Professional Notebook: The choice of a computer in the business environment is closely linked to the type of operations that will be performed with it and must be evaluated in advance from the point of view of the budget, machine characteristics, applications included, and special functions. In this article, we will focus on professional notebooks, i.e., portable devices by their nature, and we will see which aspects to keep.
The choice of a computer in the business environment is closely linked to the type of operations that will be performed with it and must be evaluated in advance from the point of view of the budget, machine characteristics, applications included, and special functions.
In this article, we will focus on professional notebooks, i.e., devices that are portable by nature, and we will see what aspects to consider when choosing a laptop for use in the company/office.
The size of the external case and the screen is one of the first factors to evaluate during the selection phase. Even more than tablets, notebooks exist in many forms and internal configurations dedicated to the most varied activities. Let’s see the main categories into which laptops can be divided.
These are the lightest and most easily transportable laptops; they usually have ten or 11-inch screens and are indicated as communication supports when working off-site. Similar dimensions involve a sacrifice of performance in calculation and internal storage capacity. Therefore, they could be more usable in the business environment, especially for activities beyond simple checking of emails and internet browsing.
Suppose the main problem to solve is weight. Going up a little in screen size, all ultraportables usually have displays between 11 and 13 inches. In that case, an ultraportable is the best solution: performance and storage remain good even though they are not suitable for use as a primary PC.
With screens between 13 and 14 inches, these laptops usually offer the best balance between performance and portability. The keyboard is also comfortable for long typing sessions, and the screen allows for extended use without eye strain. Plus, there’s room for higher-end performance components while keeping weight within limits.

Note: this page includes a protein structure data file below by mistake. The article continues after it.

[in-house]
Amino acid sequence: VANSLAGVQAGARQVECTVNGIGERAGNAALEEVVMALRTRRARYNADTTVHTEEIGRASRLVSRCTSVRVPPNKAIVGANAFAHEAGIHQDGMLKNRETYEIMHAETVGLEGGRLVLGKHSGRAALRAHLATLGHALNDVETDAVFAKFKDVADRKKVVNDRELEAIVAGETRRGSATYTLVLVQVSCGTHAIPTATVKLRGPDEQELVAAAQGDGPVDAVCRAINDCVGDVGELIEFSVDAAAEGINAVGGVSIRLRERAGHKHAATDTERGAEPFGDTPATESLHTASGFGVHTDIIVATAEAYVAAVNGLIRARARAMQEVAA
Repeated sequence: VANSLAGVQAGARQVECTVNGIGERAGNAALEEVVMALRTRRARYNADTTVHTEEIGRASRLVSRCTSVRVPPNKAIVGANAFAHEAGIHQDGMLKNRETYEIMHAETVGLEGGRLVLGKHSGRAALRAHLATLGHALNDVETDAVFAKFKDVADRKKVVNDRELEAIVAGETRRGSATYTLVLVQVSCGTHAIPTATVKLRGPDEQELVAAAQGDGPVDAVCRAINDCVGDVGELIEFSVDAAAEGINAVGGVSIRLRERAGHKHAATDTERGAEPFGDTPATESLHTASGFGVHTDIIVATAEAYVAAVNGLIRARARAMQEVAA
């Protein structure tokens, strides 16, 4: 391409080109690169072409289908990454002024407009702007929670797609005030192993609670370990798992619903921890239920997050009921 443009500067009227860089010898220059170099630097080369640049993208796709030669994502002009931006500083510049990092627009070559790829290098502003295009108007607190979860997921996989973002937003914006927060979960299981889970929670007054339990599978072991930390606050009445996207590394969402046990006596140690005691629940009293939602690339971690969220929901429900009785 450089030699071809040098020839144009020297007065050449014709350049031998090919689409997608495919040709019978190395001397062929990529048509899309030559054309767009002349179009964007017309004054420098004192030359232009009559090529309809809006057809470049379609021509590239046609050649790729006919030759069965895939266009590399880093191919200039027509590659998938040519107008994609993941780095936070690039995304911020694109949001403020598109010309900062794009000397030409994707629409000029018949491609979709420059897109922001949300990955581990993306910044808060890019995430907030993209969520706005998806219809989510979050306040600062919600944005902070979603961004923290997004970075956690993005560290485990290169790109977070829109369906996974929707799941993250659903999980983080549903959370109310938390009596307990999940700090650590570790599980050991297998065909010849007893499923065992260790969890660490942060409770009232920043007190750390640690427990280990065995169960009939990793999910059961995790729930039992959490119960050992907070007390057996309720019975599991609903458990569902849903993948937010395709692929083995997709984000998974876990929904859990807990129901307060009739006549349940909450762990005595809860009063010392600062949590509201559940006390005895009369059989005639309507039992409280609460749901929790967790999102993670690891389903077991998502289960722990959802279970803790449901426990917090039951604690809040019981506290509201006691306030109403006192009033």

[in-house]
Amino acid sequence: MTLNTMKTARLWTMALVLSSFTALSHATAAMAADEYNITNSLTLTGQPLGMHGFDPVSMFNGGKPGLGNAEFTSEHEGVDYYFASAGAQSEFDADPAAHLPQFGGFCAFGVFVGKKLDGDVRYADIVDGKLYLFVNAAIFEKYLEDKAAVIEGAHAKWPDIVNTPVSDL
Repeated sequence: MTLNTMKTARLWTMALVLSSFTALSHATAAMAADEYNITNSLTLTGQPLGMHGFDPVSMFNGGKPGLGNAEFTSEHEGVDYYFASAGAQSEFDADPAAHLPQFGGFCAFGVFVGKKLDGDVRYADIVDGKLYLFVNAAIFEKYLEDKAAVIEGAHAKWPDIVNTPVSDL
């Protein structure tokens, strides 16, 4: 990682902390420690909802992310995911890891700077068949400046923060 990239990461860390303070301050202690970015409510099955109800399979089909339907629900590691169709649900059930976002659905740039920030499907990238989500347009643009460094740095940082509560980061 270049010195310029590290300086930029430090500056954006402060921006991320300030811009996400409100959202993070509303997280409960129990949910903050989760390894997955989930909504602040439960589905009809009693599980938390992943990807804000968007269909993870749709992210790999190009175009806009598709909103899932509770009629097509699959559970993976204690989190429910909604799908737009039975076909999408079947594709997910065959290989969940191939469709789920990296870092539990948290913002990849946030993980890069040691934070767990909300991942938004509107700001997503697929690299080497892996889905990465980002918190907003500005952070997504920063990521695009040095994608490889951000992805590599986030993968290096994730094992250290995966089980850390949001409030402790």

The next step is represented by mainstream laptops, with 15 or 16-inch screens, therefore large enough to allow almost all types of activities, such as a photo or video editing. They can use processors and peripherals comparable to those of a desktop computer, and being the best-selling segment, they usually have an advantageous price/performance ratio.
Not a real category, this label includes all laptops built for particular purposes, for example, use on construction sites or other “hostile” environments. They can be impervious to dust and water or integrate peripherals for particular uses: however, they are usually bulky and heavy and should, therefore, only be considered in case of real need.
Processor, volatile memory, and physical memory are classically the three components that determine the computing capacity of a laptop: there are many possible combinations, and the advice is to buy the best components currently on the market that your budget allows. Whatever the particular use of a computer, system updates and increasingly demanding applications will make the machine progressively obsolete: it is better to consider this aspect in the investment phase.
In the case of specific applications requiring particular hardware, selecting the machines that already include the necessary peripherals or that are easily expandable is necessary. An example is videoconferencing, for which a good HD webcam is a fundamental requirement.
Laptops designed for the business market should include pre-installed applications at the time of purchase aimed at professional use: from the operating system (advanced versions of Windows, ad hoc Linux distributions, macOS Server, etc.) to third-party software (suite office, business-level antivirus, and firewall, recursive backup software..). Anything missing from this point of view will have to be purchased separately later, so evaluating its impact on the final price is good.
The choice of a machine intended for business use, whatever its level of complexity, should be accompanied by ad hoc IT assistance that ensures business continuity and minimizes the risk of production stoppages due to problems related to the machine itself or to particular software. Evaluating the costs and services included is essential during the purchase phase: immediate savings could lead to higher losses in the event of problems.
Also Read : IT Outsourcing: What It Is And Why Evaluate It For Your Company
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